Mosquitoes and Skeeter Syndrome: The Facts, Risks and Possible Solutions
There are many reasons why you should be extra careful when it comes to mosquitoes. Though tiny, these pests come with numerous risks. They are disease vectors and are responsible for numerous transmissions of mosquito-borne illnesses. That notwithstanding, even the immediate reaction after contact with a mosquito can be unnerving. Skeeter syndrome is one such reaction that you need to be aware of.
What is Skeeter Syndrome?
For some people, a mere mosquito bite is a nightmare. Just like every person is unique, our bodies respond differently to external stimuli. Are you one of those who suffers from Skeeter Syndrome?
Skeeter Syndrome is a severe allergic reaction to mosquito bites. Most people will normally have a small and itchy lump from such bites but those with skeeter syndrome may develop excessive inflammation, itching, and oftentimes fever. The symptoms build up quickly and last for a couple of hours.
The first mention of Skeeter Syndrome in medical literature describes it as a large localized inflammatory reaction from mosquito bites that are often accompanied by fever. In 1999, five cases were observed in otherwise healthy children. The report was published in the Journal of Allergy and Clinical Immunology. Read more at Caycebugs…
The difference between a normal mosquito bite and Skeeter syndrome is the size of the mark. A normal bite is small while a person with Skeeter syndrome will see the bite swelling to about four inches in an hour’s time. The duration of the reaction also varies. Some people will experience reactions to a mosquito bite lasting over several days.
What Causes It?
You may be wondering why particular people experience this while others do not. Well, there is a scientific explanation for this:
The red, itchy, painful swelling referred to as skeeter syndrome is sometimes mistaken for a secondary bacterial infection brought on by scratching and broken skin. Skeeter syndrome is actually the result of an allergic reaction to proteins in mosquito saliva. There’s no simple blood test to detect mosquito antibodies in blood, so mosquito allergy is diagnosed by determining whether the large, red areas of swelling and itching occurred after you were bitten by mosquitoes. Read more at Mayo Clinic…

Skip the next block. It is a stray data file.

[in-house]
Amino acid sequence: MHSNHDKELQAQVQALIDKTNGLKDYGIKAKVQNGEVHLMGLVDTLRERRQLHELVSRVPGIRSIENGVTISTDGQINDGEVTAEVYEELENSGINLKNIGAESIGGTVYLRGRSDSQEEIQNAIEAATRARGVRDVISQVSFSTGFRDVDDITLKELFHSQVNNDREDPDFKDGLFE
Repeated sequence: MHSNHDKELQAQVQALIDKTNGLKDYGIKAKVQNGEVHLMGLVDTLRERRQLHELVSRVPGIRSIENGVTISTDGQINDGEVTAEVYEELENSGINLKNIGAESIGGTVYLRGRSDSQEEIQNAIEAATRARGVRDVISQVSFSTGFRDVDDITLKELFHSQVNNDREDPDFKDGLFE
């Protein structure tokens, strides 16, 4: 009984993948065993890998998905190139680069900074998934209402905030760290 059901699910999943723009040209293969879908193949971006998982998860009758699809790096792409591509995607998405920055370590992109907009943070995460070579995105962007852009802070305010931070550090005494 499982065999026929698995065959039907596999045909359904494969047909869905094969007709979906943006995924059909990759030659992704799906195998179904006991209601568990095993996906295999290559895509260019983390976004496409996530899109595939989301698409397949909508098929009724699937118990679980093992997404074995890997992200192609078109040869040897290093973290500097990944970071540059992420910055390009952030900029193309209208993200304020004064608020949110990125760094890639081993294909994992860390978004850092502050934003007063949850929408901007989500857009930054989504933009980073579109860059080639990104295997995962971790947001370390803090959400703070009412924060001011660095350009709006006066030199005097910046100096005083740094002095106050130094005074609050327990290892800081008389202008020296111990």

There really isn’t a way to tell whether you are susceptible to skeeter syndrome until it happens. So, as always, it is advisable to avoid mosquito bites altogether.
Who Is at Risk?
While it may be impossible to determine who is likely to experience such an allergic reaction, there are general things to look out for:
People who are particularly prone to skeeter syndrome include infants and young children who have been bitten and sensitized to mosquito saliva but haven’t yet developed natural immunity, as well as people who are newcomers to a region where there are mosquitoes they haven’t previously encountered.
For kids in particular, natural immunity can take years to develop because it depends on how often they’re exposed to mosquitoes, according to a case study of toddlers and preschoolers with skeeter syndrome published in The Journal of Allergy and Clinical Immunology. Parents often try to keep kids with severe reactions away from mosquitoes, which stretches out the time it takes for children to build immunity. Read more at Everyday Health…
It may be uncomfortable to think that your child could suffer this reaction. The good news is that antihistamines are a viable solution.
The better news is you can do more than just treat Skeeter syndrome. You can actually get help from professionals to ensure your home and yard are mosquito-free. Backyard Bug Patrol offers barrier spray services for mosquito control in homes. This treatment eliminates mosquitoes on contact, and its deep foliage penetration means any new or hidden mosquitoes are dealt with immediately. Call us today for excellent mosquito control services.
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